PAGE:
Forum shopping is when trial lawyers for plaintiffs will take a case to a different court, sometimes a state court over a federal court and other times a court in a different jurisdiction, looking for a more favorable judge or jury.

Large-scope liability is when parties not directly involved in the “civil crime,” or wrongdoing, can be considered at fault, especially when the directly at-fault party doesn’t have a lot of money.

Rickard told TheDC that civil lawyers will regularly go after a company that’s only 2 or 3 percent at fault for a tort, and, if that company has more money than the others involved, it could get stuck with 100 percent of the liability. That problem, Rickard said, might lead lawmakers to create some kind of “proportional liability” system to ensure the right companies are punished and the wrong ones aren’t.

McKinney said companies regularly face lawsuits for problems or issues they’re not responsible for at all because their products just happened to be involved in an accident in some way.

“If a drunken university student hits another student over the head with a hammer, you can rest assured that a tort lawyer will file a lawsuit against the manufacturer of that hammer,” McKinney said. “We spend more money on torts as a nation than any other country. We’ve got to pay for the courts as taxpayers and pay for the losses as consumers. Some lucky plaintiff hits the jackpot for multiple millions of dollars, where does that leave the rest of us?”

Rickard said another major problem of the civil lawsuit system is when lawyers shop for a venue that’s more favorable to them, often looking for “jackpot jurisdictions” that are friendlier to civil plaintiffs.

“In Madison County, Illinois, you’ve got a lot of out-of-state plaintiffs,” Rickard said. “They don’t really belong in that state because neither the plaintiff or defendant has a connection, but they find a way in.”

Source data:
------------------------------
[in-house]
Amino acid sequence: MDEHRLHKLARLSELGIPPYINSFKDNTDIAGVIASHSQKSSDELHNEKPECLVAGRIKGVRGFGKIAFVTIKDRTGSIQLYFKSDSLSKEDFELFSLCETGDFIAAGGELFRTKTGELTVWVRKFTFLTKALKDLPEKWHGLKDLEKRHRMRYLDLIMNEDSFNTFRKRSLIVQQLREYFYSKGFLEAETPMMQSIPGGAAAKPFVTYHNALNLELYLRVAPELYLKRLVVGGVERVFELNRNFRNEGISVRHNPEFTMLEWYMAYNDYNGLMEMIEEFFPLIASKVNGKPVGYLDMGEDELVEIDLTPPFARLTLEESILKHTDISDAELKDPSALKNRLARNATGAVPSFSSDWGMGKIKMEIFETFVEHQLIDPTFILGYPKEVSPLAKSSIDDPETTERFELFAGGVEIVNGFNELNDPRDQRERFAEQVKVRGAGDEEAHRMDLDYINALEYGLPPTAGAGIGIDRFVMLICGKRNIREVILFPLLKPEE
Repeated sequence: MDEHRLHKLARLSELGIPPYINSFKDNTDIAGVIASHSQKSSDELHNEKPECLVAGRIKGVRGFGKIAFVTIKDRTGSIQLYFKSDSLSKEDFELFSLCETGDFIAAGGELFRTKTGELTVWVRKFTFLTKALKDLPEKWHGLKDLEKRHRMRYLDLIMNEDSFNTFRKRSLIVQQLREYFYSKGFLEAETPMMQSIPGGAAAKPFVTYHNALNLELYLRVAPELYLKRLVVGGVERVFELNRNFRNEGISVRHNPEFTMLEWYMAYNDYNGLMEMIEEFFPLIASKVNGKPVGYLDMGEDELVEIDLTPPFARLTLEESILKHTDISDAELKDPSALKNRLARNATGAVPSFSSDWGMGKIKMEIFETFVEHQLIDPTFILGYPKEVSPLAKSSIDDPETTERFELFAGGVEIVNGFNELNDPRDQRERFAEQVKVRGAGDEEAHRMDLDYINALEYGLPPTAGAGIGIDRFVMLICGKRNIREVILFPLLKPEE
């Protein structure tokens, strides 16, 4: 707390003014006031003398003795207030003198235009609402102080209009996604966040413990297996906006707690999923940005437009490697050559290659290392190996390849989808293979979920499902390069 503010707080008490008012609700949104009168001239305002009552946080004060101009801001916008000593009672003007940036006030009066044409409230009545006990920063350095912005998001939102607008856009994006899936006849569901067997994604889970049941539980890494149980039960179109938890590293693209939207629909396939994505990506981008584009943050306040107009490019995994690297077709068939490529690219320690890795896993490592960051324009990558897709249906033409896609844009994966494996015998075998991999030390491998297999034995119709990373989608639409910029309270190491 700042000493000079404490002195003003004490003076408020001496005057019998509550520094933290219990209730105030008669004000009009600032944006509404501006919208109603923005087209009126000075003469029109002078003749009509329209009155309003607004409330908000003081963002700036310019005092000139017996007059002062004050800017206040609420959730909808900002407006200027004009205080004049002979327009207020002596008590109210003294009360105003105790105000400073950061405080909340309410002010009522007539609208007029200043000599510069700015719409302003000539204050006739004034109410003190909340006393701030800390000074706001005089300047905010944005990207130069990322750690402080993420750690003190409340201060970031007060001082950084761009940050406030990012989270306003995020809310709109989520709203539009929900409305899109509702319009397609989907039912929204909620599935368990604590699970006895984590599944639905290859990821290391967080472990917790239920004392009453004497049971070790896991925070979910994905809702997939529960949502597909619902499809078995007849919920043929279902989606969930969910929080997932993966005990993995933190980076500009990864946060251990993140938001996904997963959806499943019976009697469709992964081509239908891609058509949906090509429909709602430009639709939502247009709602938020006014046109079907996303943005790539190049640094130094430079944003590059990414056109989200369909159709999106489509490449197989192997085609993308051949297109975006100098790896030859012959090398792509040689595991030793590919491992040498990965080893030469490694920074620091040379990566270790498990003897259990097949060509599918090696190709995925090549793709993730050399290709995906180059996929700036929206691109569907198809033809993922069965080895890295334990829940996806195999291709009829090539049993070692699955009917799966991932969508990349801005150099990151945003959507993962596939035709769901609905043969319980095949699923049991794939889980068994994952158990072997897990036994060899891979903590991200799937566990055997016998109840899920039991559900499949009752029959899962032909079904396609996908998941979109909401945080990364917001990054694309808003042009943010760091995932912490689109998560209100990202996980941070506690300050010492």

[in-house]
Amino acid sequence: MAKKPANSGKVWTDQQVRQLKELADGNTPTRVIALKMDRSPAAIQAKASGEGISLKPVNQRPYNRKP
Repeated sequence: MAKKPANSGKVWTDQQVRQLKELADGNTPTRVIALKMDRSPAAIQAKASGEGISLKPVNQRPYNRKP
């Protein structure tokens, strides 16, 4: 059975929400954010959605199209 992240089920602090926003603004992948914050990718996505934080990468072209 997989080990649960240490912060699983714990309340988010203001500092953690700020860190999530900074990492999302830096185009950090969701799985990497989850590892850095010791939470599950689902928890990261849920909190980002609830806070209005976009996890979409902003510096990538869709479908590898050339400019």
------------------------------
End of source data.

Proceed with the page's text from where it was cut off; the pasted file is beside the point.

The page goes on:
McKinney told TheDC that civil trial lawyers generally keep about 33 percent of the winnings from a tort case, which he said leads them to take advantage of the loopholes in the system. On the other hand, opponents of tort reform, like Martha Burk, a co-founder of the Center for Advancement of Public Policy, argues that the current system keeps consumers safe by holding big companies accountable.

“Scuttling the possibility of lawsuits for corporate misbehavior means eliminating punishment for little indiscretions like putting drugs that kill people on the market , selling hamburger meat and peanut butter with e-coli, pouring toxic waste into ground water, and hiding automotive defects that cause fatal accidents,” Burk wrote in a column on The Huffington Post.

McKinney agrees with Burk that the U.S. civil trial system is better than others worldwide, saying it’s the “envy of the world,” but he said there are still loopholes in it allowing lawyers to make loads of money off the system.

“Like any system, the justice system can be abused,” McKinney said in a phone interview. “These folks, the Ms. Burks and Huffington Posts of the world, are arguing that there aren’t enough lawsuits so the trial lawyers can make more money.”

For example, McKinney said, in the ongoing Vioxx cases in New Jersey, where it was discovered the anti-arthritis drug might cause heart problems, trial lawyers rounded up anyone and everyone they could find who took the drug to file the case.

“The overwhelming majority of individuals as plaintiffs suffered no harm and are seeking millions of dollars, most of which is going to go to the trial lawyers,” McKinney said. “Most of the individuals suffered no ill side effects, but they claim that it puts them more at risk.”

Burk told TheDC that she believes tort reform is “pro-corporate” and in the interest of big business, adding that those people who didn’t suffer negative side effects in that Vioxx class action suit won’t get more than a hundred dollars in their settlement.

As for the claim that doctors would do better medical work if they didn’t have to worry about getting sued, Burk said that’s a myth. But, she did agree with McKinney and Rickard in that she thinks House Republicans will make tort reform a priority in the 112th Congress. She doesn’t, however, think the GOP will be able to accomplish much.

“Harry Reid still controls what gets to the floor of the Senate,” Burk said in a phone interview, adding that any House GOP tort reform efforts will be largely “symbolic.”